AMSTERDAM — Candice Hayes was in the thick of the first COVID-19 surge at St. Mary’s Healthcare, and now she’s in the middle of a second.
The intensive care unit nurse said neither influx of patients has been easier to manage than the other — the surge of patients in early spring came before there were good treatments for COVID, while the onslaught in late autumn brought much larger numbers of patients.
“It’s pretty chaotic, but a controlled chaos,” Hayes said during a break on the morning of Dec. 18.
There are better treatments now, but the problem is that the disease and its impact on its victims remain unpredictable. A COVID patient who has been stable all along can take a sudden turn for the worse, and a patient who has been critically ill can suddenly stabilize.
Hayes said one or the other often happens during her workday, and sometimes both.
The mission is to halt and reverse the slide of the patients who are getting worse, and to boost the recovery of patients who are getting better.
COVID-19 is known for its flulike symptoms — fever, cough, shortness of breath, fatigue — but the danger goes far beyond the respiratory tract, Hayes said.
“We’re kind of keeping a close eye on all of their body systems,” she said. “We’re finding kidneys start to shut down, liver and heart enzymes start to go up.”
A quick check of these functions can flag a likely COVID infection in a patient who hasn’t been tested or whose test results are not yet available, and they can be treated accordingly. The same check can also give warning of complications in patients known to be COVID-positive.
The lifelong Amsterdam resident is 36 years old and married with two sons, ages 7 and 12. She has been a nurse nine years, all of them at St. Mary’s.
She typically works with at least three or four other medical professionals in the ICU, with colleagues in other units available to help on short notice. During the springtime surge, a palliative care nurse practitioner, a wound-care nurse and assorted nursing supervisors repeatedly left their normal stations to work in the ICU.
“There have been days when they just stayed in there all day,” Hayes recalled.
Beyond their medical needs, COVID patients in the ICU have emotional needs that the nurses do their best to meet.
“The ones that are not intubated, most of them are very scared,” she said. (Intubated patients are sedated to unconsciousness so as not to gag on the tube down their throat that’s pumping oxygen into their lungs.)
Hayes recalls a woman barely out of her teens who was visibly frightened and frequently crying.
“Her mother couldn’t come to see her. She was hugging me,” she said.
That young woman recovered and was discharged, as were 69 other COVID patients at St. Mary’s through Dec 18.
But seven did not recover.
Hayes said the first COVID death at the hospital had a powerful emotional impact on the ICU staff, and employees of other departments came to offer comfort.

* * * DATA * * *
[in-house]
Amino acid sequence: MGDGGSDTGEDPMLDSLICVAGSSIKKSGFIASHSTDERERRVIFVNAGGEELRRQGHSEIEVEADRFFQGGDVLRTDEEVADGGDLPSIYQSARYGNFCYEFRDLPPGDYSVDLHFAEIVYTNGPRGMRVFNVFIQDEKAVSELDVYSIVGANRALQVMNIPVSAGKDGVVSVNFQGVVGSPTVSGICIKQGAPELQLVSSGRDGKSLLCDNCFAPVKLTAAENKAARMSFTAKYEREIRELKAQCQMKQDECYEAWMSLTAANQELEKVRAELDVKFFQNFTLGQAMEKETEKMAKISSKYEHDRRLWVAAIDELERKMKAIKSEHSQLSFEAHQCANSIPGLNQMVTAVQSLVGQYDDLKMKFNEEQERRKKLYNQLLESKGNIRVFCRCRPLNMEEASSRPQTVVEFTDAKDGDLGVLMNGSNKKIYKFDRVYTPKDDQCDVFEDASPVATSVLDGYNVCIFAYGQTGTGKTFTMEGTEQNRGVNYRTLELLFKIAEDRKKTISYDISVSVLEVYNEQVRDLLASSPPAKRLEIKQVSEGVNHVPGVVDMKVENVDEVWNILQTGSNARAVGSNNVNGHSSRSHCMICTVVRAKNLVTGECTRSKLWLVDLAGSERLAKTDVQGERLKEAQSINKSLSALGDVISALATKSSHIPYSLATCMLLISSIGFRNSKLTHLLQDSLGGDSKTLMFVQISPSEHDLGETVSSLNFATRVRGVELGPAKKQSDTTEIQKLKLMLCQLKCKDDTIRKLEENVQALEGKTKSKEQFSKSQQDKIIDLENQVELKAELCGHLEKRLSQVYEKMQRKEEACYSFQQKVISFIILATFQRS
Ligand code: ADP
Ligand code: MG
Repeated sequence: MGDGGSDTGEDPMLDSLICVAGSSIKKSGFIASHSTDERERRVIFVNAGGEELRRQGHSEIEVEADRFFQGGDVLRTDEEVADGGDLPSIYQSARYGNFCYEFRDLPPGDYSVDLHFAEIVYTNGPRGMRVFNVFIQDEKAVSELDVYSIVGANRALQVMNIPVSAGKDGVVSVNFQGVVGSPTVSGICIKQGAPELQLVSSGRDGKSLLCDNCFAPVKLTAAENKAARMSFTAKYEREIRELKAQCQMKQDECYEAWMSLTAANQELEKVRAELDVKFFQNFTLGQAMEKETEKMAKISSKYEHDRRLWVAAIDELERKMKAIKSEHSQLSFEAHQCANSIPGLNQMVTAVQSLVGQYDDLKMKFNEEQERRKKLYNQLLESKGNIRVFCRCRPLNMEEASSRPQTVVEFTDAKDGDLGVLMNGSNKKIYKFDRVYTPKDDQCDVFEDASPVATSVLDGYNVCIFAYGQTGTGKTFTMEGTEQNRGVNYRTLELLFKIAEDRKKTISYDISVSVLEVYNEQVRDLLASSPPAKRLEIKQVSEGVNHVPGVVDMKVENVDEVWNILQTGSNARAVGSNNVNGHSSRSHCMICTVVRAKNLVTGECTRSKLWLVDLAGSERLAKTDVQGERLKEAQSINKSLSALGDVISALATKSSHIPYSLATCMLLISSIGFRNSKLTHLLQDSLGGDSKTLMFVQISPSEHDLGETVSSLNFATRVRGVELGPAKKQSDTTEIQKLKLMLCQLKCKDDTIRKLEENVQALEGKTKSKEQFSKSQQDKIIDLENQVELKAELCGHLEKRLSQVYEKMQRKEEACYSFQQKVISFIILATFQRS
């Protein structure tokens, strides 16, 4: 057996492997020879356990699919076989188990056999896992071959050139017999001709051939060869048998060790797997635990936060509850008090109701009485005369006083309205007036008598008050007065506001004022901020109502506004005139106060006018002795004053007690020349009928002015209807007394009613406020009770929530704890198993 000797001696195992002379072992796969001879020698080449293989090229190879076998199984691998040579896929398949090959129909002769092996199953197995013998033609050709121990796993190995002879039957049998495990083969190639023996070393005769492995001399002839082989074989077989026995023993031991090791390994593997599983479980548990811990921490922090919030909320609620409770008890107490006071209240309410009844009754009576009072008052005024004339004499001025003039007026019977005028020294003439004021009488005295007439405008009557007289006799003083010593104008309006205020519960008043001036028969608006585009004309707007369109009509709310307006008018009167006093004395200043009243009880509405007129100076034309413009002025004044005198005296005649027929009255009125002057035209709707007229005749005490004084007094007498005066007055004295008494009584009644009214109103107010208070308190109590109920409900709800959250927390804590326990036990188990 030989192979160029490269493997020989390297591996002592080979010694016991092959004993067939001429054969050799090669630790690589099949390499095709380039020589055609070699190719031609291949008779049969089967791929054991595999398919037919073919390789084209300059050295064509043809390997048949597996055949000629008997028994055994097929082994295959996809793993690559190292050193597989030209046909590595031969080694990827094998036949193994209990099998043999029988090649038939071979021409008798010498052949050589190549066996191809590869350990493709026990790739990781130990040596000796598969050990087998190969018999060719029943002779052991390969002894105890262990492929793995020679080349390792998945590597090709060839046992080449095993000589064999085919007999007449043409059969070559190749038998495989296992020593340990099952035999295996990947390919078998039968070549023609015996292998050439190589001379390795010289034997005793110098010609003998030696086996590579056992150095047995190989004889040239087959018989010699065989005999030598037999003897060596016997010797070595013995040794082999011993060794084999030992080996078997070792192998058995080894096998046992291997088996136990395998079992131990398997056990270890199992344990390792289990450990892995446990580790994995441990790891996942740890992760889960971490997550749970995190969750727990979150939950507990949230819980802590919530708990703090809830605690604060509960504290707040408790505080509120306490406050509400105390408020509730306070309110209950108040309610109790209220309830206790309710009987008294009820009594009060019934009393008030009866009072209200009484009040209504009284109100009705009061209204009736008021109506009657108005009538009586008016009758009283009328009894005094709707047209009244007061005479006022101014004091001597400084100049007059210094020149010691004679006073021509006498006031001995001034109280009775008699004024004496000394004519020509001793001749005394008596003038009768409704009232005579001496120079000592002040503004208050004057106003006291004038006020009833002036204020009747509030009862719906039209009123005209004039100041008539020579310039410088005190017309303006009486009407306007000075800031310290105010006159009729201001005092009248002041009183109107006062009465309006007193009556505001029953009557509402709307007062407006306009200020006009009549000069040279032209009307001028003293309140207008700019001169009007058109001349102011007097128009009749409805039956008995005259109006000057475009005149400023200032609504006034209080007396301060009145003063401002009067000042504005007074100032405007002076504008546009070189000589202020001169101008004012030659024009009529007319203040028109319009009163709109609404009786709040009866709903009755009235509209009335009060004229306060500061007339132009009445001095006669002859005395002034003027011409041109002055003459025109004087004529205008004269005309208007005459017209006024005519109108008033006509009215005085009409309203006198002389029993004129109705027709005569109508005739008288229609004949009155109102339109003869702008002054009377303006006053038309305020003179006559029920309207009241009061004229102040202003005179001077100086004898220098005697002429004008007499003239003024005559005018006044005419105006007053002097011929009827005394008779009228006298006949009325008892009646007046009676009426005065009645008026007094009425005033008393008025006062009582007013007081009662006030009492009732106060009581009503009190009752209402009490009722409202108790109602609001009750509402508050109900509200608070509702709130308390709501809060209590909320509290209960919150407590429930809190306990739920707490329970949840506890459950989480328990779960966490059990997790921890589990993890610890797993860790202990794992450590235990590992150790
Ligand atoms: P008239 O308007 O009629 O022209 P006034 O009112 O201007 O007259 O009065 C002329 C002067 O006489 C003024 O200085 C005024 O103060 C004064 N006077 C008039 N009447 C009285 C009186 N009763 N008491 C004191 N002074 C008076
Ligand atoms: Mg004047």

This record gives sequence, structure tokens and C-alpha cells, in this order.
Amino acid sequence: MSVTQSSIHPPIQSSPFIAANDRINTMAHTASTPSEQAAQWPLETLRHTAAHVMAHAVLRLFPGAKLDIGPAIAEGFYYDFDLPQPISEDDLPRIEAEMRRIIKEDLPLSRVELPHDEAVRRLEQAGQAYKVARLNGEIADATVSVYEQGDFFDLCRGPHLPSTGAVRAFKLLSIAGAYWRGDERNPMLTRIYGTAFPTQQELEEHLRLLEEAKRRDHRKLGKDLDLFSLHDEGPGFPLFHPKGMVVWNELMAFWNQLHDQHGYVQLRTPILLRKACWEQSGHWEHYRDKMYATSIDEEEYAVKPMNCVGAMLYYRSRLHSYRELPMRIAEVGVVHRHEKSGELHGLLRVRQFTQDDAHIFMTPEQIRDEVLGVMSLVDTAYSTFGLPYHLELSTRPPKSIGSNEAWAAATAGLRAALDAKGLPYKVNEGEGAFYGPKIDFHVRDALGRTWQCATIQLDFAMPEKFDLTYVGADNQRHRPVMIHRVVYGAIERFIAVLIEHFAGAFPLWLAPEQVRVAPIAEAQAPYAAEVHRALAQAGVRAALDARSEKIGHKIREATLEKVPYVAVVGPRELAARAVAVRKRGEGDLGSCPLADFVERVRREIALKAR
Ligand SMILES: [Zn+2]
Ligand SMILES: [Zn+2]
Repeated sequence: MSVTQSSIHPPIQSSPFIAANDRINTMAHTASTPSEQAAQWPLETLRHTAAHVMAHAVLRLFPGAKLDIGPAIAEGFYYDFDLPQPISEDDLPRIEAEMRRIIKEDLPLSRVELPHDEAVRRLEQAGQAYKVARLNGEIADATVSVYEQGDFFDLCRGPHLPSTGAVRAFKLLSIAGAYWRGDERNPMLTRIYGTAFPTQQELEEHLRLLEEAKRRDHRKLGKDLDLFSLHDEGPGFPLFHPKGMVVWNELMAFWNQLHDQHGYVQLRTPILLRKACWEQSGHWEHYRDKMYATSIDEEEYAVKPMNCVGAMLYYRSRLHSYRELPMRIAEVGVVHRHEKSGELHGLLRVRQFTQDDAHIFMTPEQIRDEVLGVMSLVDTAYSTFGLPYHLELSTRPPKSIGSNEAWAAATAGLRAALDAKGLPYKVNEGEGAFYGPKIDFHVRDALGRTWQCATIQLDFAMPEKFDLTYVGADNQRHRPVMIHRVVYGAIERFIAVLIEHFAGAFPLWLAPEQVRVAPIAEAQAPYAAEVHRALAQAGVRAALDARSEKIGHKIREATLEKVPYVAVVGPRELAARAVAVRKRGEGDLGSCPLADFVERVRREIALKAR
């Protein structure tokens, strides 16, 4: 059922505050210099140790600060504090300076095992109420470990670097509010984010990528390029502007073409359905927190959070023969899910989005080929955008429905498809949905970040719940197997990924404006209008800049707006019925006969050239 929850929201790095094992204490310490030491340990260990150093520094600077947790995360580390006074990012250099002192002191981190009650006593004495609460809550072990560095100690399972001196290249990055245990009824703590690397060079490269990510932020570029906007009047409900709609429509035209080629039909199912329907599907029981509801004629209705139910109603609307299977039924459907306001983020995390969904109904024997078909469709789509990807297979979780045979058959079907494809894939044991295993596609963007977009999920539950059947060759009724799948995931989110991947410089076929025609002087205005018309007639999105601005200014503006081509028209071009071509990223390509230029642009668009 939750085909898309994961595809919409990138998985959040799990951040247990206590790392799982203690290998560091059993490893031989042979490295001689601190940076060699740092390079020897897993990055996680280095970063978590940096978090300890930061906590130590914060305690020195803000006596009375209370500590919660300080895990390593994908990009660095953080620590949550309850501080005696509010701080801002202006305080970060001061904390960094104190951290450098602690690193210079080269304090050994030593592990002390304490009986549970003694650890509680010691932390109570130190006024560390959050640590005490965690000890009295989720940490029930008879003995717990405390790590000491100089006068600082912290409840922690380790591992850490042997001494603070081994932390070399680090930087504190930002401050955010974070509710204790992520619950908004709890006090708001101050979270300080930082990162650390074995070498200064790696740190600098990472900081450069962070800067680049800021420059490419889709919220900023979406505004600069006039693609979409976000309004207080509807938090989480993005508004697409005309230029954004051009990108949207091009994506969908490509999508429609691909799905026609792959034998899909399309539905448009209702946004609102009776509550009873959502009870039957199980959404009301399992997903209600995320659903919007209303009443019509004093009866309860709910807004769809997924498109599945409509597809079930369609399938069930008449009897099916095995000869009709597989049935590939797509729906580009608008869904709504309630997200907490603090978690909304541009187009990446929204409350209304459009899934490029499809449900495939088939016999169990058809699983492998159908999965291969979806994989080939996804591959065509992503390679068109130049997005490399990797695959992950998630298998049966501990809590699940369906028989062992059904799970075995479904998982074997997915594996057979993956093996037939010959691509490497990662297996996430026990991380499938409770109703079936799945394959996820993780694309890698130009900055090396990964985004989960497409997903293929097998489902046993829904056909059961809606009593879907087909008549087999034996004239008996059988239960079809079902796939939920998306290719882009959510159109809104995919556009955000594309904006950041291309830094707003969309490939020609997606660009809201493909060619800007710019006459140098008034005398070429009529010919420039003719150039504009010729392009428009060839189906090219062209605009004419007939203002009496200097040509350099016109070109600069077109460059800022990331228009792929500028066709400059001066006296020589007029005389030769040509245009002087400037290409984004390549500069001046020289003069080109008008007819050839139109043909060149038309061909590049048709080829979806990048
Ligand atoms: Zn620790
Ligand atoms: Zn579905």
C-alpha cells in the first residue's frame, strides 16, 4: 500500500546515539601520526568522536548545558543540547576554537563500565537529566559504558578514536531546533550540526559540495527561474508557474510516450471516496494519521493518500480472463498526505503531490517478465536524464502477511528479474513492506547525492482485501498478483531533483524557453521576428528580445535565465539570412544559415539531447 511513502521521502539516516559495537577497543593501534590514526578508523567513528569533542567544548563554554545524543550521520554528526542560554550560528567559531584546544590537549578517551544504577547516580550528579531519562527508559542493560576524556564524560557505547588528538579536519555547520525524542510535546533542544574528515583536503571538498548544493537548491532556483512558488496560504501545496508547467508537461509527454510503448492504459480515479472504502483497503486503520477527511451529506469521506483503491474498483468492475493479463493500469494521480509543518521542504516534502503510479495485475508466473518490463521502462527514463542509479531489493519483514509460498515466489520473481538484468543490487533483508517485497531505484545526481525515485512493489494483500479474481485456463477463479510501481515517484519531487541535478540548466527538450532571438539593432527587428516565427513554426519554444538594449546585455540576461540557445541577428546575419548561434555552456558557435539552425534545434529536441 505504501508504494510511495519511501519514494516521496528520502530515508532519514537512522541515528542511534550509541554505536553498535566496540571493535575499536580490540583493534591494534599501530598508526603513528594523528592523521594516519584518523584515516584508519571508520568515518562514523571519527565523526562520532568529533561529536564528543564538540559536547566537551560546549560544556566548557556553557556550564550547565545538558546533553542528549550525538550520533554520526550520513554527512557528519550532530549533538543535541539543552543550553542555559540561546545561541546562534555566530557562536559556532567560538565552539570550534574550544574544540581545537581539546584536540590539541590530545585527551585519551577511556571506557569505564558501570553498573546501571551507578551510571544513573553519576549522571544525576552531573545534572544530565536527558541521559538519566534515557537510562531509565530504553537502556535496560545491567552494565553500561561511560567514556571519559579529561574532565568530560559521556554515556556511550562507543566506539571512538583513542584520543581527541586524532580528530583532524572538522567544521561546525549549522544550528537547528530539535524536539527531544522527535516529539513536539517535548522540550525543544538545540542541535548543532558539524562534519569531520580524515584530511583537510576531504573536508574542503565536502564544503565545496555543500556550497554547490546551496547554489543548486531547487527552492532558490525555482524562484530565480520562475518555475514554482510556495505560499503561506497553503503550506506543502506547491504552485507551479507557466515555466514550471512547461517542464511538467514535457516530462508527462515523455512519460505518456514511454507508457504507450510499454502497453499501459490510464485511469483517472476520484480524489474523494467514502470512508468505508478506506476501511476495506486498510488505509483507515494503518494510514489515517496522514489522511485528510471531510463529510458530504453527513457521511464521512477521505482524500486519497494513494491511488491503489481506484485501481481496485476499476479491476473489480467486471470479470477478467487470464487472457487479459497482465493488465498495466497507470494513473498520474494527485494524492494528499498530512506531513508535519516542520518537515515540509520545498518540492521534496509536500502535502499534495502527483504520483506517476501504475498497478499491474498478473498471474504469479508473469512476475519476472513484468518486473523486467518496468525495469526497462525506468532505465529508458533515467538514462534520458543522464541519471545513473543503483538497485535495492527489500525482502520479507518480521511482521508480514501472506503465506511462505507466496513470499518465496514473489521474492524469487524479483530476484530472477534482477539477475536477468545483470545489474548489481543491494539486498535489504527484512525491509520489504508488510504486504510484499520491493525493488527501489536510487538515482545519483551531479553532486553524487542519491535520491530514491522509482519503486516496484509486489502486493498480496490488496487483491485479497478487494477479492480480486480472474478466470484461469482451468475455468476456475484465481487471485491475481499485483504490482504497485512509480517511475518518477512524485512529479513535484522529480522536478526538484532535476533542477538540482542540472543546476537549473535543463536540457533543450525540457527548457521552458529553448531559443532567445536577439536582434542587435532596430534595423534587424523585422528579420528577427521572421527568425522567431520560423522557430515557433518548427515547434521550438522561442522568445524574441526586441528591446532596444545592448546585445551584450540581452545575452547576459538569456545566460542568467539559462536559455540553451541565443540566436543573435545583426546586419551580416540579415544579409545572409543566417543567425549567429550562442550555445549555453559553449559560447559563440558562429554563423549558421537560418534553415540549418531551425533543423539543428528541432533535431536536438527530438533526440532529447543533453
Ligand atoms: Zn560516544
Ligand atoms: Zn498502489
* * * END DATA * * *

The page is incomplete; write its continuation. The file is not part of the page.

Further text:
“We had literally everyone there to support us,” Hayes said. “It was amazing the teamwork we’ve had through this whole thing.”
Through all the precautions and limitations on everyday life in America circa 2020, and all the illness running rampant despite these restrictions, those who care for the sick and dying in this crisis are being labeled what they’ve always been to some degree — heroes.
In a 30-minute interview, Hayes doesn’t speak the word once. But her life since March has been dotted with the sacrifices that heroes make, nowhere more than at home.
“I try to keep distance from my children,” Hayes said, which of course is hard on all.
She wears at least a mask at all times in the hospital, and often a respirator, so she’s not overly worried about bringing COVID home.
It’s just as possible that someone close to her will get infected through community spread, like the aunt who fortunately suffered no symptoms.
Still, her husband and sons worry she’ll get sick at the hospital.
“We know that there’s that possibility,” Hayes said.
“I know my children aren’t very happy that I’m taking care of patients,” she added.
Her husband told her she could stop working and she replied that she couldn’t. “I love my job. I love my patients. I can’t just abandon it,” Hayes explained.
So she has stayed on in the ICU, through the challenges of the first wave, when there wasn’t an established treatment protocol, to the challenges of the second wave, when there are better treatments but more people to be treated.
“I always have to have hope … that eventually this will get better,” Hayes said, looking forward to widespread vaccination.
That’s when she’ll take a pause.
“I do look at Disney World a lot,” she said. “But it probably will be a while before I feel comfortable going there.”
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